Autoimmune Diseases Linked To Genomic Switches

First Posted: Feb 16, 2015 09:06 PM EST

Researchers at the National Institutes of Health have now discovered certain genomic switches in blood cells that may be key to regulating the human immune system.

Senior study author John J. O'Shea, M.D., and the scientific director at NIH's National Institute of Arthritis and Musculoskeletal and Skin Diseases studied how the immune system can mistakenly attack its own cells, resulting in inflammation.

"We now know more about the genetics of autoimmune diseases," said NIAMS Director Stephen I. Katz, M.D., Ph.D., in a news release. "Knowledge of the genetic risk factors helps us assess a person's susceptibility to disease. With further research on the associated biological mechanisms, it could eventually enable physicians to tailor treatments to each individual."

Many autoimmune diseases occur when the immune system mistakenly attacks its own cells, resulting in inflammation that can result in different health problems. Though the causes of many autoimmune diseases are not well understood, scientists believe that they have a genetic component because they often run in families.

However, identifying an autoimmune disease isn't always so simple. Some genes have been found in regions of DNA that the genes do not carry. Furthermore, scientists have suspected that the variants are in DNA elements called enhancers that act as switches to help control various gene activities.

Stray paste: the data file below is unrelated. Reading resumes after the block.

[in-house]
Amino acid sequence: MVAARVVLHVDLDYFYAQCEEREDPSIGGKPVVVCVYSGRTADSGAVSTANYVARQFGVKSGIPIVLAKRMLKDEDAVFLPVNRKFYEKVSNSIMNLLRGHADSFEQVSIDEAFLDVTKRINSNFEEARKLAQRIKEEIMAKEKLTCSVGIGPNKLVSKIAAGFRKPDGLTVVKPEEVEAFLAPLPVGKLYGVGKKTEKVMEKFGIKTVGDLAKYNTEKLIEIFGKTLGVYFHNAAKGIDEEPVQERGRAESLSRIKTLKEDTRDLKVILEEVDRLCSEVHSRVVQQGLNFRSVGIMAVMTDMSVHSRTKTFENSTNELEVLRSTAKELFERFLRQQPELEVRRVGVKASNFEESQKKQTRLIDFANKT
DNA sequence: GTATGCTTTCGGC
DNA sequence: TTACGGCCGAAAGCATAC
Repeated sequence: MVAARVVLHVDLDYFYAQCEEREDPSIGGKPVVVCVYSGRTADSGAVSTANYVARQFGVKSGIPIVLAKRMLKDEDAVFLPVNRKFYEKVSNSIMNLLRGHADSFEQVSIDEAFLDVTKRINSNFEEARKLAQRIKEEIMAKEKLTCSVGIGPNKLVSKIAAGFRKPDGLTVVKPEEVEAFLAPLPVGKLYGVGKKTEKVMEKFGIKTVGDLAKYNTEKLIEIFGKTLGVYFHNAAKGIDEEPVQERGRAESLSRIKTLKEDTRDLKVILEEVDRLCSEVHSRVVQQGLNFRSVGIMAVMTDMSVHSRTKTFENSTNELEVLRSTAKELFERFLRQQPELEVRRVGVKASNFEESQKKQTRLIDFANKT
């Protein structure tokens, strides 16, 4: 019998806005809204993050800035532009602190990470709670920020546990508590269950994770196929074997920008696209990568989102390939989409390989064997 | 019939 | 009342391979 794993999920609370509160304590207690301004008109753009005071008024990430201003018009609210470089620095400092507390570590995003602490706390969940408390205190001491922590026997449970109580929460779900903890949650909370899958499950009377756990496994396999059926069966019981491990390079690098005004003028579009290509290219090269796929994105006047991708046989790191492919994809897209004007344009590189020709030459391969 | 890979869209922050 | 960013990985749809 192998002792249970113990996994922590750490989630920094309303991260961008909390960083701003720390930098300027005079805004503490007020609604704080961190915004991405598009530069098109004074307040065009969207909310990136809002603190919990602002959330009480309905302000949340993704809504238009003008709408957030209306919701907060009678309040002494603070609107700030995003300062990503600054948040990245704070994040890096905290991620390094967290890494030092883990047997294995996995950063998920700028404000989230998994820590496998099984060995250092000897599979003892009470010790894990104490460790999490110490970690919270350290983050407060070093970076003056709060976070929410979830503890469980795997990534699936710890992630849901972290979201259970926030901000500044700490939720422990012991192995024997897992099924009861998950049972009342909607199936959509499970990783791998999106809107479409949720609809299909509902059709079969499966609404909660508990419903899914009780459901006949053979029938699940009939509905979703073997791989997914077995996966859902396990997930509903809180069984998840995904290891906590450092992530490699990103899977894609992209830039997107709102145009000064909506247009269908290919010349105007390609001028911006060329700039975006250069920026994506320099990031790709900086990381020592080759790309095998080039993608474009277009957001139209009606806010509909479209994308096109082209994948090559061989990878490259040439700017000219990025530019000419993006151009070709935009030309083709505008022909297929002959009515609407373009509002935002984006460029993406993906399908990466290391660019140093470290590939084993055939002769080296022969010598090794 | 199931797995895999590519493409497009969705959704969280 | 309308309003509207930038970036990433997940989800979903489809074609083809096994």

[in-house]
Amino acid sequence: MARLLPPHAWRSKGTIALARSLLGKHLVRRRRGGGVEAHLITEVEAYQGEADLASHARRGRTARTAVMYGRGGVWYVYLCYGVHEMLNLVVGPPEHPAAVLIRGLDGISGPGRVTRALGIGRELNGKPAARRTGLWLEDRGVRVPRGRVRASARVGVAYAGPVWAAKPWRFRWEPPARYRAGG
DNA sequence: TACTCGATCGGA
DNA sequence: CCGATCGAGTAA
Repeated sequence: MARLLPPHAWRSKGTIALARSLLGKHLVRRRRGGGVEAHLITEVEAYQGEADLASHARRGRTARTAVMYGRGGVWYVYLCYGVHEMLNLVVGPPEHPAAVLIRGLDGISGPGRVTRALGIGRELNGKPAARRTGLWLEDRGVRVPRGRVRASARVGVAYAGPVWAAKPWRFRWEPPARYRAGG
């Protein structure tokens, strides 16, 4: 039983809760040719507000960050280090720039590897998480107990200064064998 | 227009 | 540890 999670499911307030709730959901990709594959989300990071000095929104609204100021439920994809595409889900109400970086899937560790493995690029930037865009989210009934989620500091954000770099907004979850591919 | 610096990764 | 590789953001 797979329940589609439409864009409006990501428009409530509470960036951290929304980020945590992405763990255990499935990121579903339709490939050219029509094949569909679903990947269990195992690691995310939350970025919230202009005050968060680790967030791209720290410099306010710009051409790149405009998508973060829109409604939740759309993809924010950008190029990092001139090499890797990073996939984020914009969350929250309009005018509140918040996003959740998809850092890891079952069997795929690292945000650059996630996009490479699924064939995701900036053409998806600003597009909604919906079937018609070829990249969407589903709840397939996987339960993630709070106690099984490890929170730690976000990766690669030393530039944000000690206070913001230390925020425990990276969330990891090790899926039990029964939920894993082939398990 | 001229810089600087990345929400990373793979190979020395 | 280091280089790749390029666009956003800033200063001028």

Researchers began searching for super-enhancers (SEs) in T cells, otherwise known as immune cells that play a critical role in rheumatoid arthritis. SEs could serve as signposts to steer them toward potential genetic risk factors for the disease, according to the study. 

"Rather than starting off by looking at genes that we already knew were important in T cells, we took an unbiased approach," the researchers concluded. "From the locations of their super-enhancers, T cells are telling us where in the genome these cells invest their assets--their key proteins--and thereby where we are most likely to find genetic alterations that confer disease susceptibility."

Reserachers then compared T-cell genomes for regions that are particularly accessible to proteins, a hallmark of DNA segments that carry SEs. Several hundred were identified with further analysis, which showed that they largely control the activities of genes that encode cytokine and cytokine receptors.

Researchers found a striking observation via a large fraction of previously identified alterations linking rheumatoid arthritis and other autoimmune diseases with localization in the T cell SEs. For instance, when human T cells were exposed to the drug tofacitinib, the acities controlled by SEs were compared to genes without SEs. 

Findings showed that tofacitinib may bring therapeutic effects in part by acting on SEs that alter the important T cell genes. 

"Three types of data--the genetics of rheumatoid arthritis, a genomic feature of T cells, and the concluded Dr. Vahedi. "These regions are where we plan to search for insights into the mechanisms that underlie rheumatoid arthritis and other autoimmune diseases, and for novel therapeutic targets for these conditions."

More informaiton regarding the findings can be seen via the journal Nature

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